I came across Claire Burt's 'Burt's Blue' cheese while looking for local pairings for our 2nd Cheese & Cider night back in October last year (you can see few pics of that event HERE). We kept in touch and recently I got a call asking if we could supply a few bottles of our donor cider for some experimentation in her kitchen. Now I thought we worked in cramped conditions in the shipping container but her tiny wedged shaped workspace has to be seen to be believed. So two bottle of cider were picked up about 4 weeks ago and little did I know what treats were in store when a few weeks later Claire dropped off three carefully wrapped waxed-paper parcels of cheesy goodness.
Those in the know will be familiar with the now infamous 'Stinking Bishop', a rather pongy cheese from experts Charles Martell in Dymock, Gloucestershire. They use perry for its washing-down and this has been Claire's inspiration for working with us and our cider for a variation on her delightful little blue cheeses.
In return for my cider what did I get for my cheese board? There was a pierced blue, a regular truckle of cider-washed cheese and an intriguing 23 day, air-dried, which definitely felt firmer.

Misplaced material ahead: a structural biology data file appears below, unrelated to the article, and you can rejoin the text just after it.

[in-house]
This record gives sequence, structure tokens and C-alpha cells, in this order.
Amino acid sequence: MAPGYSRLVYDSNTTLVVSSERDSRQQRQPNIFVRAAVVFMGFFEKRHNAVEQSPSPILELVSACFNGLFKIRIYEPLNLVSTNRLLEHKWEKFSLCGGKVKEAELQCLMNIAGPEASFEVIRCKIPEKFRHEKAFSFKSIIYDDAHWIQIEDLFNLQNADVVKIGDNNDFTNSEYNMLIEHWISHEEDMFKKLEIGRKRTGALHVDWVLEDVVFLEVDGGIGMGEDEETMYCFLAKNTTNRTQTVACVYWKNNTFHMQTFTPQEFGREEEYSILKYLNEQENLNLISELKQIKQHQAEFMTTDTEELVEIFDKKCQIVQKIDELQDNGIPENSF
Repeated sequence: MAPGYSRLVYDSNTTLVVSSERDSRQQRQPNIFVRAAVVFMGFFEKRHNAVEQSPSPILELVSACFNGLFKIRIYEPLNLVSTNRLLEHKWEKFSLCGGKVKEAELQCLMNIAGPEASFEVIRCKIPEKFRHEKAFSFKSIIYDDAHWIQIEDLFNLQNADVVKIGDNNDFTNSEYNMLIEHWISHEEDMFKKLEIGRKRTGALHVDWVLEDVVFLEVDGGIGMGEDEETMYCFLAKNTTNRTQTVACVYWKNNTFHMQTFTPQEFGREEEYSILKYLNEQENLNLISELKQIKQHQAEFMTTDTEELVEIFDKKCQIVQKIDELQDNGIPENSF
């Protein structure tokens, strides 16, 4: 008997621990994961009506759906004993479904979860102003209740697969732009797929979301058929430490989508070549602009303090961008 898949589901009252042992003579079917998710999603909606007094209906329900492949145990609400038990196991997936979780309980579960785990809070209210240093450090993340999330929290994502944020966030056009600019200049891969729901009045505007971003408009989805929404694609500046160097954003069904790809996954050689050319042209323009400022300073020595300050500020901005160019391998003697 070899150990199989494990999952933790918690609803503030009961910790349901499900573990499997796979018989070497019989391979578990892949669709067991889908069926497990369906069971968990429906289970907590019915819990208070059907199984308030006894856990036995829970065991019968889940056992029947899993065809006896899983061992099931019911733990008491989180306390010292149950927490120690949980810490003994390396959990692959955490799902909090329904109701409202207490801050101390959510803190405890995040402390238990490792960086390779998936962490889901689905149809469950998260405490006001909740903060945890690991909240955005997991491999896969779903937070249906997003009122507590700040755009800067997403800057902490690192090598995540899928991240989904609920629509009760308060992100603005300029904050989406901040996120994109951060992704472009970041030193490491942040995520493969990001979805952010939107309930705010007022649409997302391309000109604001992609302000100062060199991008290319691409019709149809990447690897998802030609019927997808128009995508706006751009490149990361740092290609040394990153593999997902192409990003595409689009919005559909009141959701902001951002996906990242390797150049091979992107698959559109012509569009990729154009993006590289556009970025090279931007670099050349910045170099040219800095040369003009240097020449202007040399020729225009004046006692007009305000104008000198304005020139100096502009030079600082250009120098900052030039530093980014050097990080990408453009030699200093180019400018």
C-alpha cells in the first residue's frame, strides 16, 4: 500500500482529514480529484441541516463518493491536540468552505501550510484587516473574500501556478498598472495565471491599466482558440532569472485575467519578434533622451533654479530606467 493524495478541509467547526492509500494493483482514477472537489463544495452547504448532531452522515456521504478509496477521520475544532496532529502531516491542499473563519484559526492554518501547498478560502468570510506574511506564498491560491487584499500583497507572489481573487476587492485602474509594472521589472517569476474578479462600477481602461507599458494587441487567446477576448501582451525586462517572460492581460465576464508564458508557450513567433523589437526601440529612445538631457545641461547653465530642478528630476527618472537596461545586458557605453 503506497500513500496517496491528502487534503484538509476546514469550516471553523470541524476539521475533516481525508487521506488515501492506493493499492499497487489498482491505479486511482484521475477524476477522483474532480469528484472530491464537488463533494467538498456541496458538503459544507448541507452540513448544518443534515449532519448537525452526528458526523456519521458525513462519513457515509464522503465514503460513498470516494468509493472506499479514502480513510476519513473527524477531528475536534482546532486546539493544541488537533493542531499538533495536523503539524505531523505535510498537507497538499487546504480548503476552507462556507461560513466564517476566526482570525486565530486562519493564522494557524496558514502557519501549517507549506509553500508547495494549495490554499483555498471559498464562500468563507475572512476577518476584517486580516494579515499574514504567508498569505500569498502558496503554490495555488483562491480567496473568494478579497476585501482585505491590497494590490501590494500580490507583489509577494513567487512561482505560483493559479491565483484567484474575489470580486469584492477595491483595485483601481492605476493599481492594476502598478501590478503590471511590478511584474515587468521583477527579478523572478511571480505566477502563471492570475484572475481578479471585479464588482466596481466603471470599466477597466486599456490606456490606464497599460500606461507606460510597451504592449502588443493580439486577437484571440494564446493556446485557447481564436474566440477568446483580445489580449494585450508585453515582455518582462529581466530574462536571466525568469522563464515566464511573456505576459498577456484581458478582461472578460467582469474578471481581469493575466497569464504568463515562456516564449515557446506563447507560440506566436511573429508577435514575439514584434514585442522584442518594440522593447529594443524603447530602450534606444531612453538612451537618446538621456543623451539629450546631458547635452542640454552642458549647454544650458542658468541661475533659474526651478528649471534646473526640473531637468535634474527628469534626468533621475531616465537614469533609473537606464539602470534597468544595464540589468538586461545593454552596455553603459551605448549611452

Now I'm by no means a cheese connoisseur but here is my run down:
Cheese 1 - Washed twice and pierced
It's the piercing here that gives this one its character and that 'Burt's Blue' finish. It's super-creamy with a distinct blue taste but not one that will stink up your fridge.
Cheese 2 – Washed twice and left to mature
Creamy, slightly firm centre with a soft outer, similar in texture to a brie with a blue-cheese twang.
Cheese 3 - Washed twice and left to air dry for 23 days
Similar to the above although the big difference being this one has a firmer centre, almost crumbly but with a velvety finish on the palette.
I'm sure that with further experimentation, of which I'm more than happy to be a guinea pig, Claire will perfect this cheese and perhaps together we can bring it to a deli near you.
It's these chance meetings and collaborations that really get me excited. It's the over-and-above stuff that you can't imagine would happen when you set out to make a locally produced product. And I love the fact that we're pairing local with local which was at the heart of our last cheese and cider event at Common. We'll no doubt revive this event for this year's Manchester Food & Drink festival... so watch this space.
We'll be sure to keep you in the loop if this one reaches a farmers' market or deli near you.